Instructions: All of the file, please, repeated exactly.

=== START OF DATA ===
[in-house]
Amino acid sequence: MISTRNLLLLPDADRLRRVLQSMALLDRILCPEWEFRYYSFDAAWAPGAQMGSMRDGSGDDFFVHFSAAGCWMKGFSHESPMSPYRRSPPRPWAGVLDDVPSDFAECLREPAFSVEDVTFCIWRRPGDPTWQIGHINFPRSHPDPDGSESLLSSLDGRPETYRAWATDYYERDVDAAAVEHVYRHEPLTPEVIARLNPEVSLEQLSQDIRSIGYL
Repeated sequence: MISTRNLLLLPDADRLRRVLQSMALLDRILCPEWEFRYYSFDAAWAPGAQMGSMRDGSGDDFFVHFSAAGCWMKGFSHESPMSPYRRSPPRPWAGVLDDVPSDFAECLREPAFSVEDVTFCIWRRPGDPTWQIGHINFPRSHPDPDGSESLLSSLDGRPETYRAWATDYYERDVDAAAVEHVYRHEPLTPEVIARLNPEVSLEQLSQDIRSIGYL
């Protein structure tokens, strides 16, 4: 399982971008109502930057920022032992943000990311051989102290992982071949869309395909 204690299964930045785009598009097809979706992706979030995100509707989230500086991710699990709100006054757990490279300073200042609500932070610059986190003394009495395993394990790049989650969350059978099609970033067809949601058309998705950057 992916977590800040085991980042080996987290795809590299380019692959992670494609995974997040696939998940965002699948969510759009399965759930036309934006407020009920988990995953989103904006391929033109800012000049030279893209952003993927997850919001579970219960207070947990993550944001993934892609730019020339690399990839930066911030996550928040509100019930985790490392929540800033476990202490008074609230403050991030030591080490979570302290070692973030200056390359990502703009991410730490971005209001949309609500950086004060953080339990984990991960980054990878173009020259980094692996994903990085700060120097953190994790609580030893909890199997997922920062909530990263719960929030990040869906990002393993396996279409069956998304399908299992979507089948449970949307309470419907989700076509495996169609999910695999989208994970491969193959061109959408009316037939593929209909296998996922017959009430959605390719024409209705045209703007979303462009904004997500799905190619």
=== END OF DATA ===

[in-house]
Amino acid sequence: MISTRNLLLLPDADRLRRVLQSMALLDRILCPEWEFRYYSFDAAWAPGAQMGSMRDGSGDDFFVHFSAAGCWMKGFSHESPMSPYRRSPPRPWAGVLDDVPSDFAECLREPAFSVEDVTFCIWRRPGDPTWQIGHINFPRSHPDPDGSESLLSSLDGRPETYRAWATDYYERDVDAAAVEHVYRHEPLTPEVIARLNPEVSLEQLSQDIRSIGYL
Repeated sequence: MISTRNLLLLPDADRLRRVLQSMALLDRILCPEWEFRYYSFDAAWAPGAQMGSMRDGSGDDFFVHFSAAGCWMKGFSHESPMSPYRRSPPRPWAGVLDDVPSDFAECLREPAFSVEDVTFCIWRRPGDPTWQIGHINFPRSHPDPDGSESLLSSLDGRPETYRAWATDYYERDVDAAAVEHVYRHEPLTPEVIARLNPEVSLEQLSQDIRSIGYL
């Protein structure tokens, strides 16, 4: 399982971008109502930057920022032992943000990311051989102290992982071949869309395909 204690299964930045785009598009097809979706992706979030995100509707989230500086991710699990709100006054757990490279300073200042609500932070610059986190003394009495395993394990790049989650969350059978099609970033067809949601058309998705950057 992916977590800040085991980042080996987290795809590299380019692959992670494609995974997040696939998940965002699948969510759009399965759930036309934006407020009920988990995953989103904006391929033109800012000049030279893209952003993927997850919001579970219960207070947990993550944001993934892609730019020339690399990839930066911030996550928040509100019930985790490392929540800033476990202490008074609230403050991030030591080490979570302290070692973030200056390359990502703009991410730490971005209001949309609500950086004060953080339990984990991960980054990878173009020259980094692996994903990085700060120097953190994790609580030893909890199997997922920062909530990263719960929030990040869906990002393993396996279409069956998304399908299992979507089948449970949307309470419907989700076509495996169609999910695999989208994970491969193959061109959408009316037939593929209909296998996922017959009430959605390719024409209705045209703007979303462009904004997500799905190619």